Using Mass Observation Online in the Classroom: A Case Study at Bristol University
One of the best parts of my role in the Academic Outreach team here at Adam Matthew is working with faculty and instructors to integrate our primary source collections into undergraduate teaching. While there is a significant user base of independent scholarly researchers, we also have many undergraduate instructors who want to build specialist primary source content into their students' learning.
Dr Saffron Karlsen and Dr Miriam Snellgrove are both faculty in the Sociology Department, Bristol University and run the second year undergraduate module 'Investigating the Social'. The module focusses on introducing students to different kinds of empirical research methods and experience in planning and carrying out research using these qualitative research methods. Miriam and Saffron were keen to build Mass Observation Online into week six of the course, with a particular focus on diary methods, and that's where I came in.
Mass Observation Online is a digital resource sourced from the Mass Observation Archive at the University of Sussex. It was a social research organisation, founded in 1937 to create an "anthropology of ourselves" through a board of diarists, directive questionnaires, passive observation of everyday life, and sociological surveys. These research methods aimed at building a bank of sociological data on everyday life in Britain.
Image (c) University of Sussex. Further reproduction prohibited without permission.
My first stop was to help deliver the week 6 lecture for this module. We worked through Mass Observation Online, what it is, how to use the digital archive and how it could fit into the students' Week 10 assessments. The main part of the week followed on from this. I spent three days in the computer labs with the second-year students to aid them in finding Mass Observer diaries that they could use as qualitative data for their project work. As well as providing technical support for the students, I was really keen to passively observe their research behaviour and draw some findings from watching them work uninterrupted. Refining our resource platforms is a constant process for the Outreach, Editorial and Technical teams at Adam Matthew, and working with faculty/students to identify pain points and research habits is essential to improving our platform functionality and adapting to how primary sources are engaged with, in the classroom.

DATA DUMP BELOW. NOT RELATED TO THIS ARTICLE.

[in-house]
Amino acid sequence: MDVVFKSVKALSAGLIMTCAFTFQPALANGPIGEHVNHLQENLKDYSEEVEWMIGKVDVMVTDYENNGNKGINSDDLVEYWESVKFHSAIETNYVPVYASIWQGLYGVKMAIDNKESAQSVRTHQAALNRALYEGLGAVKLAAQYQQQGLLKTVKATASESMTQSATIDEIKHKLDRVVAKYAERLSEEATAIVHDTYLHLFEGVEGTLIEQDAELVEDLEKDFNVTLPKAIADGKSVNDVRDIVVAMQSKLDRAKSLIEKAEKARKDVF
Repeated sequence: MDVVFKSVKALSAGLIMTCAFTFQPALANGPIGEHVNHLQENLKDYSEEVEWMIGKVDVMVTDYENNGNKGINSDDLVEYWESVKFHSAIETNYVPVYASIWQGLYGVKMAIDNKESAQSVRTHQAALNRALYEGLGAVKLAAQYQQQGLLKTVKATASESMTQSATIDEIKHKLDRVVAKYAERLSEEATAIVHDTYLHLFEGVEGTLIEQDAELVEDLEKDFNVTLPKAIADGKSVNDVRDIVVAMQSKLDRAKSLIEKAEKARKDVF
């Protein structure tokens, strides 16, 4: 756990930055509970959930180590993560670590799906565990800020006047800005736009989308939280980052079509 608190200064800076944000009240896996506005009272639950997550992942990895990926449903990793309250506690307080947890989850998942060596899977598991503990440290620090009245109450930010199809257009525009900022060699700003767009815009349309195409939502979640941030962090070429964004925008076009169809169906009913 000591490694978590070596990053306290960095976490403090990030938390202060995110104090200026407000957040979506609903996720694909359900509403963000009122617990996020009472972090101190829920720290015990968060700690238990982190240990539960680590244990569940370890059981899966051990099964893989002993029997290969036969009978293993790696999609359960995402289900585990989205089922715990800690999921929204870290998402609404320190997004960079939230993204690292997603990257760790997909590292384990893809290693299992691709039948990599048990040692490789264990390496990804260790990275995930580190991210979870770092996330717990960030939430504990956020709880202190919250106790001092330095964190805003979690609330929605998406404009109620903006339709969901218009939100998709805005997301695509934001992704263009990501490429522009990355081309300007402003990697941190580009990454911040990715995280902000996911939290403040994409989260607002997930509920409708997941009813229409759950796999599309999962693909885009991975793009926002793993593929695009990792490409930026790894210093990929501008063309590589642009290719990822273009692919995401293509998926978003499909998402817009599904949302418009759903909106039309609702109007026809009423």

Students learn the basic of searching documents by metadata
A lot of the diary material in Mass Observation is handwritten and indexed with descriptive metadata. Some of the students initially found some difficulty in finding relevant handwritten material based on the search term they were using. A few students commented that they expected the database to 'pick up what they meant' from their search terms rather than having to adapt their own search terms to the indexing and metadata in the database. This is something I've seen before when working with undergraduate students. We resolved this really easily, by pointing students to the 'Popular Searches' tab which lists popular terms in the diariesâ€™ metadata; but this finding does feed into a wider debate about whether primary source discovery should bend and learn user behaviour with features such as 'suggested searches' or adaptive searching, or whether users should learn the language of the database and its documents.
Students browse the directive questionnaires